Miliary tuberculosis is a potentially lethal disease if not diagnosed and treated early. Diagnosing miliary tuberculosis can be a challenge that can perplex even the most experienced clinicians. Clinical manifestations are nonspecific, typical chest radiograph findings may not be evident until late in the disease, high resolution computed tomography shows randomly distributed miliary nodules and is relatively more sensitive.
Sharma, Surendra K, AlladiMohan, and AbhishekSharma. “Challenges in the diagnosis & treatment of miliary tuberculosis.” Indian Journal of Medical Research 135.5 (2012):703-730.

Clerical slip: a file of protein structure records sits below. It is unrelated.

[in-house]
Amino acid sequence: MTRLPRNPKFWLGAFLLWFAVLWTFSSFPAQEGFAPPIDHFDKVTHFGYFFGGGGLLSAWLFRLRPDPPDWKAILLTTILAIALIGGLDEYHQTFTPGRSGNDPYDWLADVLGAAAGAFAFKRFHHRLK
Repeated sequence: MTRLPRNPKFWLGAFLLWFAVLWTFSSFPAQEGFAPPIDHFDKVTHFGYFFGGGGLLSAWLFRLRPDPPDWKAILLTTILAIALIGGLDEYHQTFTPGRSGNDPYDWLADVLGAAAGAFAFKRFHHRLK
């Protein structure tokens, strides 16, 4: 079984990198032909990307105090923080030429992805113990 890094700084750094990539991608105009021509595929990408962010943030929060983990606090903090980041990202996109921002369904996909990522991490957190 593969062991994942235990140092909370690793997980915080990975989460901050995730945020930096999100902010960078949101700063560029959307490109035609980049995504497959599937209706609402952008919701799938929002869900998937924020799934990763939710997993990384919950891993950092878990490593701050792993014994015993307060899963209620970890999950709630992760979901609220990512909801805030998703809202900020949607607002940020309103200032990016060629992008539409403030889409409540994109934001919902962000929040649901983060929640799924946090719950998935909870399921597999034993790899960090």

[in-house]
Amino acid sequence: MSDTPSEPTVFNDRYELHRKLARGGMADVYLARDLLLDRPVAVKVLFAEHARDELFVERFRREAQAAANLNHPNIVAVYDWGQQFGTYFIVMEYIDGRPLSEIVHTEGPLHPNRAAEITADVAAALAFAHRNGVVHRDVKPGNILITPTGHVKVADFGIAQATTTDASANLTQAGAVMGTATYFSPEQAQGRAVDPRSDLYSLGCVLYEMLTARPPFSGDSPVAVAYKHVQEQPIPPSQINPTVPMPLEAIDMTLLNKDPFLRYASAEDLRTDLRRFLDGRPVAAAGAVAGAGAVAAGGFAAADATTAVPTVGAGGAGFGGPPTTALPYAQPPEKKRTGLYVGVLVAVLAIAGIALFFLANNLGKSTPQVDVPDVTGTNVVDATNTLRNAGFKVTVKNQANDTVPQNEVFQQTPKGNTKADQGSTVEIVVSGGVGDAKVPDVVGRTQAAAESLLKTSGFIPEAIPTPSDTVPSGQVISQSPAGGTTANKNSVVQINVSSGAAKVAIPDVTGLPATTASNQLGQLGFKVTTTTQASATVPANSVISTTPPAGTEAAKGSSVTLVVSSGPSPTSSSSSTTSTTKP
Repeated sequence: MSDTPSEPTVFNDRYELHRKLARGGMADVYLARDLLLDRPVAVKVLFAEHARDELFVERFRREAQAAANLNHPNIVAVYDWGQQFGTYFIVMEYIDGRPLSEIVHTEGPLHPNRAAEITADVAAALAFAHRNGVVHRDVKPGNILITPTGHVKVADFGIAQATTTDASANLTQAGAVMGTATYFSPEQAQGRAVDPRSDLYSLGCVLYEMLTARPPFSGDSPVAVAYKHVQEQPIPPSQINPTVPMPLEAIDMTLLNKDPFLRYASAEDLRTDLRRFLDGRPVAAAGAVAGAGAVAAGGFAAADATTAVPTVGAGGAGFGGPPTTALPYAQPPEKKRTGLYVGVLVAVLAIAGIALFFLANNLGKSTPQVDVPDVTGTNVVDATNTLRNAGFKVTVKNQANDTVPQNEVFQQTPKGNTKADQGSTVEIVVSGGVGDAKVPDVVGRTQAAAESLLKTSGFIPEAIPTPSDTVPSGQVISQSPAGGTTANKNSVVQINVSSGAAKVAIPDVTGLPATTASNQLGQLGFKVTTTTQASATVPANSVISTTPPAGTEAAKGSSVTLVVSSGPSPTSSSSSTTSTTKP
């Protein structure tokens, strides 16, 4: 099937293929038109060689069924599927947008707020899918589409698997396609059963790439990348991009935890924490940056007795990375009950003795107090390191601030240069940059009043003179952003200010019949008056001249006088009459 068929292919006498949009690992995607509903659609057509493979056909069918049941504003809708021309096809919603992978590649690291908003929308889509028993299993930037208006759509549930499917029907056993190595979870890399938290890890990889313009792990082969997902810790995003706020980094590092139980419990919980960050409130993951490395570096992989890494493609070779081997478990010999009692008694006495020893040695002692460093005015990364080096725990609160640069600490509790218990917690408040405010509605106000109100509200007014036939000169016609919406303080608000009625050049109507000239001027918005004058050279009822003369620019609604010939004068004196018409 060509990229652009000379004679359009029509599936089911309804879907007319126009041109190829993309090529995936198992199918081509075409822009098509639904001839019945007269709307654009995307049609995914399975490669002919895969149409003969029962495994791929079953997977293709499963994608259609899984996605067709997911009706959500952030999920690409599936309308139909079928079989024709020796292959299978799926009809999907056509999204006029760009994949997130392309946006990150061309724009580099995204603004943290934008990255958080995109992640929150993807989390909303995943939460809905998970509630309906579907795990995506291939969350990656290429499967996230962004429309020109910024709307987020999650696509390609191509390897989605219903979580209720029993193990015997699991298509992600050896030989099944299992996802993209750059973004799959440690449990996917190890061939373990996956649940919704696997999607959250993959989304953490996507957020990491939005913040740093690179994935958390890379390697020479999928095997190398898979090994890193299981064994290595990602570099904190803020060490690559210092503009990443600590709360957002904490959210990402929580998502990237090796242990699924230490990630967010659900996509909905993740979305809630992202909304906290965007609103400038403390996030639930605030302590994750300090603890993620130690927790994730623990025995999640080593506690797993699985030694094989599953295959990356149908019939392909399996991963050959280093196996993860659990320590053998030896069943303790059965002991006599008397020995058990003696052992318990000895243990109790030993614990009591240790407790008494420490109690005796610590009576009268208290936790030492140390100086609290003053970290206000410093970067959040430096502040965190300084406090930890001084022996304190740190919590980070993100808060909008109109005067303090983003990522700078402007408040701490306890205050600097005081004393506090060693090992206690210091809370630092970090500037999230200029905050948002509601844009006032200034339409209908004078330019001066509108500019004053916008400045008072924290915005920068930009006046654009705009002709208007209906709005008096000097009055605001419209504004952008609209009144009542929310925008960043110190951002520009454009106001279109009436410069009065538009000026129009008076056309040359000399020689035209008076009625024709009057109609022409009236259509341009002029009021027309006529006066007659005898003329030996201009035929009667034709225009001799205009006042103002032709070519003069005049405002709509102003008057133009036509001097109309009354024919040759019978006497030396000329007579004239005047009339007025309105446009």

As the clinical symptomatology and physical signs are non-specific, clinicians should have a low threshold for suspecting miliary tuberculosis. Careful physical examination for diagnostic clues such as peripheral lymphadenopathy, cold abscess, pleural effusion, ascites, among others will help in procuring tissue and body fluids for confirming the diagnosis. Fundus examination for detecting choroid tubercles must be done in all patients with suspected miliary tuberculosis as their presence is pathognomonic of miliary tuberculosis. Specific efforts should also be directed at documenting the presence of tuberculosis meningitis as this has therapeutic significance.